Don’t get me wrong: Pleasure is good. Sex is and should be enjoyable—really enjoyable. Pleasure is not just a fruit of union; it’s a motivator to union. That’s by God’s design. If the marital act weren’t a heck of a lot of fun, we would not be quite as interested in being fruitful and multiplying. But pleasure is not the point of union. The point is procreation and communion. And, by God’s grace, in this fallen world, communion can happen even when no pleasure is had. In fact, the lack of pleasure can become an occasion for fostering greater communion.
This is because communion is not born of one moment of pleasure. Communion is not born of any one moment at all. Communion is born of countless moments of intimate vulnerability, of giving and taking, talking and listening, looking and laughing, failing and succeeding. It’s born of time and tears and interruptions and frustrations. It’s born as much of learning to respond in the right way to all that can go wrong in the bedroom, as it is of enjoying all that goes right. And those moments take place inside the bedroom and outside of it. They take place in the context of an entire life together, of which physical love is a highlight, but not the whole.
Pure physical enjoyment of sex comes quickly for some and slowly for others. Just as learning to live together can take time, so can learning to love together. But it’s all those moments of learning—the hard conversations, the laughter, the mercy extended and received, the sacrificing for one another and choosing to trust one another, the daily acts of service and affection, and the nightly sharing of bodies—that allows for real intimacy between husband and wife to blossom.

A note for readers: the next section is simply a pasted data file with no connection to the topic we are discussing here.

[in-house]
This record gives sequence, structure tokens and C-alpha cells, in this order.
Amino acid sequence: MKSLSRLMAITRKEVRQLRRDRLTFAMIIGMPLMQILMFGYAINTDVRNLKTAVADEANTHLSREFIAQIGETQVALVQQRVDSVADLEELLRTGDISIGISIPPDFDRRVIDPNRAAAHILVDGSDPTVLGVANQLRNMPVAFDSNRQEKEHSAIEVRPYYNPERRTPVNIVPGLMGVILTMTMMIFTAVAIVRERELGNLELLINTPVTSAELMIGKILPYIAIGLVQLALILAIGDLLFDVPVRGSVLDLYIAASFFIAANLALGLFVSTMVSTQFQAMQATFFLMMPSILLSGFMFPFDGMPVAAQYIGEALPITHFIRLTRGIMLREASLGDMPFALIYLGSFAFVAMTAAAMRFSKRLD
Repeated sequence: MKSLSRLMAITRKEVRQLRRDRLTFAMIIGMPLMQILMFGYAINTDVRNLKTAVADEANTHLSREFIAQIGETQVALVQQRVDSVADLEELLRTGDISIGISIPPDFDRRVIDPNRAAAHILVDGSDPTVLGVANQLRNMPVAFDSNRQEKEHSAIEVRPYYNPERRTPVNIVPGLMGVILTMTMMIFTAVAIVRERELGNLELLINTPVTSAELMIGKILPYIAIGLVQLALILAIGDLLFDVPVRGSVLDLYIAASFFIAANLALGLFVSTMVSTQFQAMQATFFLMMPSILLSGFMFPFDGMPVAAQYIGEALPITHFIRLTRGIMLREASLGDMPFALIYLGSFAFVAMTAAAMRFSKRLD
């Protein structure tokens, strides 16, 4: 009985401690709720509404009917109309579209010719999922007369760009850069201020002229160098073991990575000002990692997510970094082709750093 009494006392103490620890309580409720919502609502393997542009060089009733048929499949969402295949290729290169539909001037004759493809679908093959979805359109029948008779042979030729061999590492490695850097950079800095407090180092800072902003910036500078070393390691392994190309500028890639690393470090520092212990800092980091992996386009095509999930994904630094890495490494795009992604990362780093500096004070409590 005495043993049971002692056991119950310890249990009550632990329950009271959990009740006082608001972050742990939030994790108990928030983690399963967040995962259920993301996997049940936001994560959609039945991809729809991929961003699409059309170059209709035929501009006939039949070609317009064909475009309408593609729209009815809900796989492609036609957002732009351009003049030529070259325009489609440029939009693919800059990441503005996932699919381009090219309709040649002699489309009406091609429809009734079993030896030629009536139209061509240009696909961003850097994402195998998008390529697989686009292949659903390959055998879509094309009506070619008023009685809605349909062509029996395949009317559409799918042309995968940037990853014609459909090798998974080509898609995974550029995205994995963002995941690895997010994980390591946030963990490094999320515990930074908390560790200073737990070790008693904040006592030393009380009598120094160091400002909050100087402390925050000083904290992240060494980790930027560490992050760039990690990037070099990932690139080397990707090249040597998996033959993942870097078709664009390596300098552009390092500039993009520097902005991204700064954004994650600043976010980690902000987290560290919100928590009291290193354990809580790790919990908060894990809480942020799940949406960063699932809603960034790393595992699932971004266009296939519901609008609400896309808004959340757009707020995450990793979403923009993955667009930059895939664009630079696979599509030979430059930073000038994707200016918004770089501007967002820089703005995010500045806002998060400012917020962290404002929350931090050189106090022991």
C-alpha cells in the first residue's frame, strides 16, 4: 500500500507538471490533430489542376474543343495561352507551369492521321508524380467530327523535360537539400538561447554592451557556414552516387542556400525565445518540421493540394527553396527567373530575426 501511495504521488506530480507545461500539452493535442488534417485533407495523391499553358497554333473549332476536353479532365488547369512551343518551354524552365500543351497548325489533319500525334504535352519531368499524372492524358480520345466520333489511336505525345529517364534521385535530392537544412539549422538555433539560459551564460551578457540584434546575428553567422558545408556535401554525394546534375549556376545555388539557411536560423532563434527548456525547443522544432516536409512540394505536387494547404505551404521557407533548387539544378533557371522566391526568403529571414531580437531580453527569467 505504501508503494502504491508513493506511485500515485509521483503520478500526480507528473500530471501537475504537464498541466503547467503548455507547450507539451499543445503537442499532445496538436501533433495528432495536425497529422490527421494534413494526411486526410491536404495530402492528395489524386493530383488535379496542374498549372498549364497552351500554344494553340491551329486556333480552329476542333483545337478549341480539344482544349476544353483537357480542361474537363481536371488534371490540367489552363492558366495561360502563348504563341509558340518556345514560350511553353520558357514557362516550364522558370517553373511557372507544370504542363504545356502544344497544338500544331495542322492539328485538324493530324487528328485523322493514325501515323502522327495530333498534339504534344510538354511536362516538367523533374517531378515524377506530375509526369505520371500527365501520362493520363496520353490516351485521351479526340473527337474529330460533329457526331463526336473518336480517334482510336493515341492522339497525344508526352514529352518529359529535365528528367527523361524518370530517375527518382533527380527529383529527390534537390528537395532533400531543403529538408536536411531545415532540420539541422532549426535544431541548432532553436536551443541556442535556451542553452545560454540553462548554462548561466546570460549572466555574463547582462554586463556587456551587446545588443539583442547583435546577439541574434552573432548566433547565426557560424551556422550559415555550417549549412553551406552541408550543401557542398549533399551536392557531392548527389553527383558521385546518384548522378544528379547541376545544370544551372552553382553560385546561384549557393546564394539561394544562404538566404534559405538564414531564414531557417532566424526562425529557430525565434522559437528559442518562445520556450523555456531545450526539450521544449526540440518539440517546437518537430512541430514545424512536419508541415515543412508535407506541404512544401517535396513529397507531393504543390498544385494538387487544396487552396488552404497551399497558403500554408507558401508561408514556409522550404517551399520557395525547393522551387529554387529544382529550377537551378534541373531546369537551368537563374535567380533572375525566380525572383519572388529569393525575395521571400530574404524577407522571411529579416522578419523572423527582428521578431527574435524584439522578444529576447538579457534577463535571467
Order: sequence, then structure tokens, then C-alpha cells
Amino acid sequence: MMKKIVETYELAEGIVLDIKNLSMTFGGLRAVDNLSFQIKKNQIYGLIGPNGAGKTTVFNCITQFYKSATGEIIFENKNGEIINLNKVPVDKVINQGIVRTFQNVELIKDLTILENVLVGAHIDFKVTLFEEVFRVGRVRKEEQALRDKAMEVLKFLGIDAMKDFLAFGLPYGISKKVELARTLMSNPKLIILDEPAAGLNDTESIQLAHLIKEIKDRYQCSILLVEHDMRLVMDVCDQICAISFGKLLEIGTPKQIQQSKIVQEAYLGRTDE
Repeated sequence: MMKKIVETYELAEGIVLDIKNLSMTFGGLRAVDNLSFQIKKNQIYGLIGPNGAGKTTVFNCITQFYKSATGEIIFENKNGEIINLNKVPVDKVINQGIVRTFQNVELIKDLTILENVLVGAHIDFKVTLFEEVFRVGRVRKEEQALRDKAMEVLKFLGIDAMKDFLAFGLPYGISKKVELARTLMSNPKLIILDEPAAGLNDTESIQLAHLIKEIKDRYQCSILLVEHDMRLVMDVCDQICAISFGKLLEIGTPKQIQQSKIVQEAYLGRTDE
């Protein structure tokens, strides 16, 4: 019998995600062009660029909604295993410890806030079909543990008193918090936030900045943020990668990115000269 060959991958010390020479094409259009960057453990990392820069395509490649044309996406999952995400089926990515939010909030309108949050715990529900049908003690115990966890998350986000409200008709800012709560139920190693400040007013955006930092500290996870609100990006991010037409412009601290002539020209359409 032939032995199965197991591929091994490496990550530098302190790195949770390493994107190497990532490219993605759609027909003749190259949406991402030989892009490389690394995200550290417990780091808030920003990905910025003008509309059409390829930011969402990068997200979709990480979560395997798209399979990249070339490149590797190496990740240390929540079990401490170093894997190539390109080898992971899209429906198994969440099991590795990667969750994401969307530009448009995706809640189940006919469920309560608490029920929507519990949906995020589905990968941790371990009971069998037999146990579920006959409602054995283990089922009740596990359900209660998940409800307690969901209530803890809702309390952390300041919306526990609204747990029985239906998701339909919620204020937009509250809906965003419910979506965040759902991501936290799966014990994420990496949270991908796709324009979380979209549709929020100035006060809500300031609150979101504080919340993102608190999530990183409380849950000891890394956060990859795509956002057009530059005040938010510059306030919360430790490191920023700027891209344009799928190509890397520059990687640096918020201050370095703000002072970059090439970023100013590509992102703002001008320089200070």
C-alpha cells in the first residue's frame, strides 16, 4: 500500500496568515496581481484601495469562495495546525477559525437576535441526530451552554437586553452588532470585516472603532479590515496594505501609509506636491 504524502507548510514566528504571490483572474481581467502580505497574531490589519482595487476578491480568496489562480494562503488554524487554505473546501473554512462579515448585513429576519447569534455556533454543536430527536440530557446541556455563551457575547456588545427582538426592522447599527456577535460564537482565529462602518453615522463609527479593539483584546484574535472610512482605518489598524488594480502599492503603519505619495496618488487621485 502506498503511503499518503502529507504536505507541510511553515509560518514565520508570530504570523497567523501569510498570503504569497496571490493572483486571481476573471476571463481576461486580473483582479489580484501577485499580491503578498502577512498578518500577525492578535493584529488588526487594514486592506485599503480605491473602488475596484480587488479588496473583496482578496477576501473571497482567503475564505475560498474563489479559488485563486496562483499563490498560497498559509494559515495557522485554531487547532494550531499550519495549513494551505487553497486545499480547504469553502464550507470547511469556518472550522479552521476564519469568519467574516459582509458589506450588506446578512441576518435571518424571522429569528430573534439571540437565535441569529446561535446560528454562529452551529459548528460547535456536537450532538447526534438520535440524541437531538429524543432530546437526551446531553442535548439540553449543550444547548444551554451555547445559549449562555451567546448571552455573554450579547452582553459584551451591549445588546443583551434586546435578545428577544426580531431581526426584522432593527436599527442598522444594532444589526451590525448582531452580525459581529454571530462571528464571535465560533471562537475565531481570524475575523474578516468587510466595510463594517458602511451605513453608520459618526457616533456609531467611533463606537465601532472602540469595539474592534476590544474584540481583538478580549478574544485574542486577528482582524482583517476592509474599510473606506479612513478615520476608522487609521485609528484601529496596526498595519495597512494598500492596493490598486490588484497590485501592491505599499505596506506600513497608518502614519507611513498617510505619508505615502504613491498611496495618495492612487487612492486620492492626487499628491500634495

That intimacy is not what everyone enters into marriage looking for or even wanting. But it is the type of intimacy for which we were all made. It is the type of intimacy that makes possible even greater physical joy, but also transcends the physical. It is the type of intimacy where both spouses are deeply known by each other and fully free with each other. It is the type of intimacy that recovers something of what was lost in Eden: to be naked and not ashamed, to be seen for who you are and know that you are loved as you are.
That’s the real joy of marital love. Greater physical pleasure can be the fruit of that kind intimacy, but it’s not the substance of it. The real payoff for rejecting the culture’s lies about sex and marriage, letting your heart and mind be shaped by the sacramental worldview, and growing in maturity in Christ isn’t simply pleasure. It’s to be able to be yourself and give yourself and receive the gift of another who is able to be themselves with you.
That type of intimacy does not happen overnight, no matter how enjoyable sex may or may not be on the wedding night. It requires time and effort to even realize that’s what we’re looking for, let alone to achieve. And it can’t be achieved without both spouses continually dying to themselves for the good of the other and dying to their own pride as they communicate their needs, fears, and struggles.